Location: Golden Gate Strait, San Francisco, California
The Golden Gate Bridge links the city of San Francisco with Marin County to the north. Since the suspension bridge opened in 1937, it has been one of the principal landmarks of both San Francisco and California from around the world.
The concept of bridging the vast Golden Gate Strait was proposed as early as 1872 by railroad entrepreneur Charles Crocker. It was not until 1916, however, that the idea of a bridge was revived by James Wilkins, newspaper editor of the San Francisco Call Bulletin. He began an editorial campaign for a bridge which caught the attention of San Francisco City Engineer Michael M. O'Shaughnessy. O'Shaughnessy in turn began a national inquiry among engineers regarding the feasibility and cost of such a project. The majority of engineers said a bridge could not be built. Some speculated it would cost over $100 million. However, Joseph Baermann Strauss, a designer of nearly 400 bridges, said such a overpass was not only feasible, but could be built for only $25 to $30 million. Strauss submitted his preliminary sketches to O'Shaughnessy with a cost estimate of $27 million on June 28, 1921.
The time was right to span the Gate. Population centers were growing, and traffic congestion at the ferry docks was becoming intolerable. Unfortunately, there was no federal or state funding to build the Golden Gate Bridge because the San Francisco-Oakland Bay Bridge, which was being promoted during the same time period, had already received the limited funds available.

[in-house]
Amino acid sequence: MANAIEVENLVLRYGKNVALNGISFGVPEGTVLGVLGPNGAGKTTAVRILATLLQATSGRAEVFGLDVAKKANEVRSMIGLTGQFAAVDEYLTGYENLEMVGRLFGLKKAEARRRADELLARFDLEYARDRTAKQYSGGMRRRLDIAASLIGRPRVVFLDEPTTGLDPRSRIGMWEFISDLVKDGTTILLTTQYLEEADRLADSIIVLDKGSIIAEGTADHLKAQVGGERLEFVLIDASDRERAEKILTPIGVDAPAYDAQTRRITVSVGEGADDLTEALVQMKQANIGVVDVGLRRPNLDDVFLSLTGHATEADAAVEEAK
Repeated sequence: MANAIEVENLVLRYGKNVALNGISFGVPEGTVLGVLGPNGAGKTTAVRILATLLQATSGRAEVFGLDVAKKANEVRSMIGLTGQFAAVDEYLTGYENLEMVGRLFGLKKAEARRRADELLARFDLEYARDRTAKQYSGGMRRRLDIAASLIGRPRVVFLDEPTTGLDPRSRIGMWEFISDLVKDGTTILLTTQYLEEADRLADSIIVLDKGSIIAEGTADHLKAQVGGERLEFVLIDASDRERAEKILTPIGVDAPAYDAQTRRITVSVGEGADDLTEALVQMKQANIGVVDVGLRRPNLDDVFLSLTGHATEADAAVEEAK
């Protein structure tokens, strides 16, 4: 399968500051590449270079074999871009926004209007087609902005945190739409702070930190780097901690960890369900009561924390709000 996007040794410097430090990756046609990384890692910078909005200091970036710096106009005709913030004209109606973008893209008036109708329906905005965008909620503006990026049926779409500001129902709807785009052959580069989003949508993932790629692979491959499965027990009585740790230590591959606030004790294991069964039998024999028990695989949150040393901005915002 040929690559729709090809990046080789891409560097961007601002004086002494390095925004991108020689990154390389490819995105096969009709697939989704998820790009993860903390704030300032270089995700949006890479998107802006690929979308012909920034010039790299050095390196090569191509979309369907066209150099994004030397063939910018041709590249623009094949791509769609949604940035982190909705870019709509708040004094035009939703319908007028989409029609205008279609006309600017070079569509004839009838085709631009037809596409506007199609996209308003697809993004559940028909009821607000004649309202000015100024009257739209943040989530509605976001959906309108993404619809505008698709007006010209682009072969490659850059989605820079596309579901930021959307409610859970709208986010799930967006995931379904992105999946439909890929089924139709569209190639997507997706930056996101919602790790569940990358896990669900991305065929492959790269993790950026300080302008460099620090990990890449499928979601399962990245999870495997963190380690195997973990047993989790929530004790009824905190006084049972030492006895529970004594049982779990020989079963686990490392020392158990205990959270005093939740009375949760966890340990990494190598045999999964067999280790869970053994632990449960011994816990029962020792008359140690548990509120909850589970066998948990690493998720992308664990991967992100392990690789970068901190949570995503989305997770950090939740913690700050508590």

On August 11, 1930, the War Department issued its final permit for the construction of a 4200-foot main span with a vertical clearance of 220 feet at mid-span. On August 27, 1930, Strauss submitted final plans to the Golden Gate Bridge District Board.
In November 1932, contracts totaling $23,843,905 were awarded for the construction of the Golden Gate Bridge which commenced on January 5, 1933.
The Bridge was completed and opened to pedestrian traffic on May 27, 1937. The following day it was opened to vehicular traffic. The last of the construction bonds were retired in 1971, with $35 million in principal and nearly $39 million in interest being financed entirely from Bridge tolls.
The most conspicuous precaution was the safety net, suspended under the floor of the Bridge from end to end. During construction, the net saved the lives of nineteen men who became known as the "Half-Way-to-Hell Club."
Until February 17, 1937, there had been only one fatality, setting a new all-time record in a field where one man killed for every million dollars spent had been the norm. On February 17, ten men lost their lives when a section of scaffold carrying twelve men fell through the safety net.